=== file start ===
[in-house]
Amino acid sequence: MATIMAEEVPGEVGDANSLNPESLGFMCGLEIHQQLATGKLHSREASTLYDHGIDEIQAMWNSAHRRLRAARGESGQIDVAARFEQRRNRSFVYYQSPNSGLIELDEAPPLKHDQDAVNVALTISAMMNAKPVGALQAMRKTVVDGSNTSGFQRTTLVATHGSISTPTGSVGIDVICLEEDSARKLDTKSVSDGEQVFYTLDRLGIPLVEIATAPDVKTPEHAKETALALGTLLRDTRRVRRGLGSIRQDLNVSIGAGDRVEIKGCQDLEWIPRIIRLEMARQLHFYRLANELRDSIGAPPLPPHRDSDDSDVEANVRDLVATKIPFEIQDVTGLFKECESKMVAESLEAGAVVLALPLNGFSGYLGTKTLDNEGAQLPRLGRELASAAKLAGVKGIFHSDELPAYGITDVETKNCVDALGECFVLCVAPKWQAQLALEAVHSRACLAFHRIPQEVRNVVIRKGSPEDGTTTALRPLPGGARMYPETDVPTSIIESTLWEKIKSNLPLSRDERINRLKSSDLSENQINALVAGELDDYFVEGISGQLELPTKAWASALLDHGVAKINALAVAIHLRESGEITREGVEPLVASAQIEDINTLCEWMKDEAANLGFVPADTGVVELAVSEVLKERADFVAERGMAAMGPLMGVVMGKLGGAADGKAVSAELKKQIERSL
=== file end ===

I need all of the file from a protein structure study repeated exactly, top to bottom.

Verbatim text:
[in-house]
Amino acid sequence: MATIMAEEVPGEVGDANSLNPESLGFMCGLEIHQQLATGKLHSREASTLYDHGIDEIQAMWNSAHRRLRAARGESGQIDVAARFEQRRNRSFVYYQSPNSGLIELDEAPPLKHDQDAVNVALTISAMMNAKPVGALQAMRKTVVDGSNTSGFQRTTLVATHGSISTPTGSVGIDVICLEEDSARKLDTKSVSDGEQVFYTLDRLGIPLVEIATAPDVKTPEHAKETALALGTLLRDTRRVRRGLGSIRQDLNVSIGAGDRVEIKGCQDLEWIPRIIRLEMARQLHFYRLANELRDSIGAPPLPPHRDSDDSDVEANVRDLVATKIPFEIQDVTGLFKECESKMVAESLEAGAVVLALPLNGFSGYLGTKTLDNEGAQLPRLGRELASAAKLAGVKGIFHSDELPAYGITDVETKNCVDALGECFVLCVAPKWQAQLALEAVHSRACLAFHRIPQEVRNVVIRKGSPEDGTTTALRPLPGGARMYPETDVPTSIIESTLWEKIKSNLPLSRDERINRLKSSDLSENQINALVAGELDDYFVEGISGQLELPTKAWASALLDHGVAKINALAVAIHLRESGEITREGVEPLVASAQIEDINTLCEWMKDEAANLGFVPADTGVVELAVSEVLKERADFVAERGMAAMGPLMGVVMGKLGGAADGKAVSAELKKQIERSL